We at Jalopnik love marveling at how mint-condition examples of relatively inexpensive cars from the 1990s and early 2000s are now selling for absurd figures as young professionals try to buy up their childhood dream machines. This time, let’s look at a 1997 Acura Integra Type R—a car that sold for ~$24,000 when new—that is in such immaculate shape that someone just picked it up for $82,000.
To your average person on the street, this white sports coupe probably looks like a standard 1990s-era Honda Civic. And that’s fair enough, because the Acura Integra was largely based on the Civic’s platform. But this is no Civic; the Integra Type R is arguably the most legendary front-wheel drive car ever sold in the U.S.
Before we get into that, let’s peek at this specific machine that a Chicago-based premium used car dealer bought for $82,000 off Bring a Trailer, our primary source for Holy Crap Did This Once-Cheap 1990s Car Really Sell For That Much? content. It’s a 1997 model, the first year available in the U.S., it has apparently only ever had one owner, and it’s only got 6,000 miles on the odometer.
Practically speaking, a car with low mileage and few owners isn’t necessarily any better than one with high miles and many owners, but in the car resale world, those help make this machine a gold mine. Also key to this car’s value is its rarity (it was one of only 320 built in 1997 according to the listing) and condition (it looks mint), as well as the fact that it has received recent maintenance and it comes with the original sales literature. From Bring a Tailer:
A new timing belt, tensioner, and water pump were installed in July 2019, and this ITR is now being offered for sale with its original window sticker, maintenance records, factory manuals, period literature, a clean Carfax report, and a clean Missouri title in the seller’s name.
But if this were just a Honda Civic, this machine wouldn’t sell for nearly 82 grand, even in excellent condition and with the sales literature and lack odometer rotations and owners. No, what sets this machine apart is that it is, in many folks’ eyes, the holy grail of front-drive Hondas, for reasons that I will allow my colleague William Clavey to expound upon. From his review of an Integra quite similar to the one in this listing:
But the purpose of the Acura Integra Type R was incredibly singular: the business of giant-slaying.
Today you can pick any number of YouTube videos where you can watch this happen. There’s one where an Integra Type R goes after a Subaru WRX STI on the track, or another where it holds its own against a Skyline GT-R. A warning: these videos may leave you fists clenched, on the edge of your seat, marveling at how a front-wheel drive compact with economy car origins and just a tiny 1.8-liter naturally aspirated four-cylinder engine can somehow still brawl with turbocharged, all-wheel drive machines.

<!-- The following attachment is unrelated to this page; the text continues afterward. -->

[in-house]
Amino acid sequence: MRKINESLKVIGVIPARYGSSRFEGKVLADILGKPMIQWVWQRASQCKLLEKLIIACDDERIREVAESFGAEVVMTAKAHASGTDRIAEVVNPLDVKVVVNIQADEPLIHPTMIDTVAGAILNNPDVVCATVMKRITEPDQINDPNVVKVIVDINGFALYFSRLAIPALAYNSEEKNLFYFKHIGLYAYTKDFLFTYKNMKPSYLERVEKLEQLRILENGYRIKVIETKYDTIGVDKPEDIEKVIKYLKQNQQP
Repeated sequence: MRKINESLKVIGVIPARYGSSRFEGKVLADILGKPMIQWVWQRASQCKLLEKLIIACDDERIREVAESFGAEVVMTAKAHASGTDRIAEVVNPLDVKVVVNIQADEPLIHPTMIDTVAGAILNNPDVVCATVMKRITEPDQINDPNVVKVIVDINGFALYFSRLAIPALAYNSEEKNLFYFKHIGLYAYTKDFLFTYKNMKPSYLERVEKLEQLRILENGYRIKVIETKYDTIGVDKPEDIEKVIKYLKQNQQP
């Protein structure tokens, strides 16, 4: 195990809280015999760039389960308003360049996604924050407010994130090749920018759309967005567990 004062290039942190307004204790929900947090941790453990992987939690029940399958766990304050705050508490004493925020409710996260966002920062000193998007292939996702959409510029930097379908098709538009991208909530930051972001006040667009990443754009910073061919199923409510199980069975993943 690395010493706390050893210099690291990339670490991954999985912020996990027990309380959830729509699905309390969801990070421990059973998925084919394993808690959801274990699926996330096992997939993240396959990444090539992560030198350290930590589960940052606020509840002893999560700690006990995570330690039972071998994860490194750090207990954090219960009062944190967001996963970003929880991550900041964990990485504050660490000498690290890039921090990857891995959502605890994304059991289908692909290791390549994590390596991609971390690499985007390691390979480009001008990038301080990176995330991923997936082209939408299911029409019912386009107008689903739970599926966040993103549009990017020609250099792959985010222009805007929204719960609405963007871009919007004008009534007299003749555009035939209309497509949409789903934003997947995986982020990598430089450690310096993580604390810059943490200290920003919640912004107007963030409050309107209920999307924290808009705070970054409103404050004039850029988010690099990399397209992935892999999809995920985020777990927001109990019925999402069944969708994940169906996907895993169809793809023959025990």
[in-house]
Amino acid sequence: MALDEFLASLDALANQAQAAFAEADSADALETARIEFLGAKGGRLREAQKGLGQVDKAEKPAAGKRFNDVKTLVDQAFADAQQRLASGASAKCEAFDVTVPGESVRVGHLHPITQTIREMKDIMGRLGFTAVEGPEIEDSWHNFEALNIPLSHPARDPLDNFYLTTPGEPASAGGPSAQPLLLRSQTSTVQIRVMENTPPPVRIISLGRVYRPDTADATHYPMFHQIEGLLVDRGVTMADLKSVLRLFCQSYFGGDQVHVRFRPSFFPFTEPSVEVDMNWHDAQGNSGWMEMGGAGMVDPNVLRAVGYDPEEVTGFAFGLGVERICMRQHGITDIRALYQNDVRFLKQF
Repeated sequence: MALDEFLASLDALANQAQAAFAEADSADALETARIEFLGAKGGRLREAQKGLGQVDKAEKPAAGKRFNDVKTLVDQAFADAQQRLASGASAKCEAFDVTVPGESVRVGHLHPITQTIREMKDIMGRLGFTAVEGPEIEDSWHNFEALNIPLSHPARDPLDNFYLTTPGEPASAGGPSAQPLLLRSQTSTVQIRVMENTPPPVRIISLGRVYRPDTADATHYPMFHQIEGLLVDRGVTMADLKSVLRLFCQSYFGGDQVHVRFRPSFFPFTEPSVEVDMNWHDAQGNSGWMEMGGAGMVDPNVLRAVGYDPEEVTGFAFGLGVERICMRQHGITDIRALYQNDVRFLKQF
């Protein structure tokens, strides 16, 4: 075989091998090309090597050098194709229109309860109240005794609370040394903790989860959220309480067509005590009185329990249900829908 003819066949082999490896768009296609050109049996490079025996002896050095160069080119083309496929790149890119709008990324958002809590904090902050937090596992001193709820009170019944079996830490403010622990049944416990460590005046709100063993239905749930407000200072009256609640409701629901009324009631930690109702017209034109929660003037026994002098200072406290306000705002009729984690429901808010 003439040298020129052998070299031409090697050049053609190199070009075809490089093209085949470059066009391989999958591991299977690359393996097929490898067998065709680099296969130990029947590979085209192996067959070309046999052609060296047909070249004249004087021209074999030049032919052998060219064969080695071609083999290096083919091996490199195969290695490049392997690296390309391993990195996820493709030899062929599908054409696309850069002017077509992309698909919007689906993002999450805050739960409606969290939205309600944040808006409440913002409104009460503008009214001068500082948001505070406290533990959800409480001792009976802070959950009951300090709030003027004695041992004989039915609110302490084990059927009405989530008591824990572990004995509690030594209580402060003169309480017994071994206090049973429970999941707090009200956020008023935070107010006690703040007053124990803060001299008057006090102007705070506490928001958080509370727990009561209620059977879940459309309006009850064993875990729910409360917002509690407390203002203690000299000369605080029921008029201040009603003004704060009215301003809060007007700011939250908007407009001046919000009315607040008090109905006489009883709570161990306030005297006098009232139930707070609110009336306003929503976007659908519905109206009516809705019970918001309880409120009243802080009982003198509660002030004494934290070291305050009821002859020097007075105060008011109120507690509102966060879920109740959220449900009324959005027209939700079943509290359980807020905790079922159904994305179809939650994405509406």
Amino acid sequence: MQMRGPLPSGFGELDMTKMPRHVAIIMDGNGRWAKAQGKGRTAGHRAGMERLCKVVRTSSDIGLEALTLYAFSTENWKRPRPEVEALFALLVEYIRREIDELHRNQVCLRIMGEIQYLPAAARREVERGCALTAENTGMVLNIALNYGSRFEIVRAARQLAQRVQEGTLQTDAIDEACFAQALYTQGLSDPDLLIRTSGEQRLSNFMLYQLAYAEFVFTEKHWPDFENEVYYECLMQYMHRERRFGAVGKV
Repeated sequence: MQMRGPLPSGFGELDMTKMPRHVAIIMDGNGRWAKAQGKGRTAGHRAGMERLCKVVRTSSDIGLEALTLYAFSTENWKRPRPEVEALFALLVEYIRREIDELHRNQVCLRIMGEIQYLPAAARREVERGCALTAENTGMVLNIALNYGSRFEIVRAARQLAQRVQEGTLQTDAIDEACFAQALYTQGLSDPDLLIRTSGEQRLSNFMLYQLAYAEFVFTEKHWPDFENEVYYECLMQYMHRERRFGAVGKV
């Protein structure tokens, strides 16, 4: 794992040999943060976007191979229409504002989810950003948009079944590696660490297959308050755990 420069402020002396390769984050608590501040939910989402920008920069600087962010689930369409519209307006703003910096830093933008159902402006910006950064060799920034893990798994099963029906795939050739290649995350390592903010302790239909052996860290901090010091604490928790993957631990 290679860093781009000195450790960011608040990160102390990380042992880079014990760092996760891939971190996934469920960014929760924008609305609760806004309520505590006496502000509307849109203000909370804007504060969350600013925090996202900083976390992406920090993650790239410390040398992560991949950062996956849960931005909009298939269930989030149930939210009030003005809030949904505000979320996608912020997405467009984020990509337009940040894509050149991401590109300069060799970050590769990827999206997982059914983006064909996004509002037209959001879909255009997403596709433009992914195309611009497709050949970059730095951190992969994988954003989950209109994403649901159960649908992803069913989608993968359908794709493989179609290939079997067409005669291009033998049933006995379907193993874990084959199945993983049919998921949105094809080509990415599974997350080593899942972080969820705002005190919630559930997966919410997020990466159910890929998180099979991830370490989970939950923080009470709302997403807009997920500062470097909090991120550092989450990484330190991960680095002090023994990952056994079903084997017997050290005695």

The 1.8-liter engine made 195 horsepower an 130 lb-ft of torque, and though the latter number isn’t impressive, the former absolutely is considering the displacement and lack of boost, and also the vehicle’s tiny, roughly 2,600 pound curb weight. “What about the hardware?” you ask? Let Clavey once again walk you through what Honda gave the little four-banger to turn it into an 8,400 RPM monster:
Before the Type R was a thing, the Integra GS-R was the hot Acura to buy after the NSX. Thanks to VTEC, Honda’s signature variable valve timing technology it used for over a decade to give power to its engines, the little 1.8-liter churned out 170 horsepower, which was already impressive for a naturally aspirated four back then.
Really though, and excuse the pun; the GS-R was nothing more than a prelude to the almighty R. Introduced in 1997 (and 1995 in Japan), the Integra Type R kicked off where the GS-R stopped. Honda figured the 1.8-liter could take a little more abuse, so it gave it a bunch of race-inspired technology like a higher compression ratio, high-strength but lightweight connecting rods, reshaped intake valves, high-lift camshafts, a larger throttle body, a high-volume exhaust manifold and molybdenum-coated aluminum pistons.
On top of all that, Clavey mentions, the five-speed manual from the GS-R Integra got shorter ratios, and Type R got a special limited slip differential and “full weight reduction and chassis rigidity treatment, revised springs, dampers, brakes and larger sway bars.” Car and Driver’s writeup from 1997 also mentions a special intake manifold and a lighter flywheel.
Basically, the Integra Type R—sold in limited quantities in the U.S. for model-years 1997, 1998, 2000, and 2001—was an absolute beast when it debuted, instantly earning a place in the pantheon of legendary driver’s cars. It remains in that place to this day.
Of course, what I’m writing here isn’t exactly news. We’ve already written about a 1,200 mile Integra Type R selling for $63,800 just a year ago, Hagerty an article about why the car is fetching such high prices these days, and our friend Doug DeMuro did a whole video on the topic:
Still, the fact that this once-$24,000 (roughly $39,000 in today’s money according to the Bureau of Labor Statistics’ Consumer Price Index inflation calculator) 1990s economy car-based Acura has reached a selling price of $82,000 seemed remarkable enough to point out. So the next time you see one at a car show, feel free to let your jaw drop a little more than usual.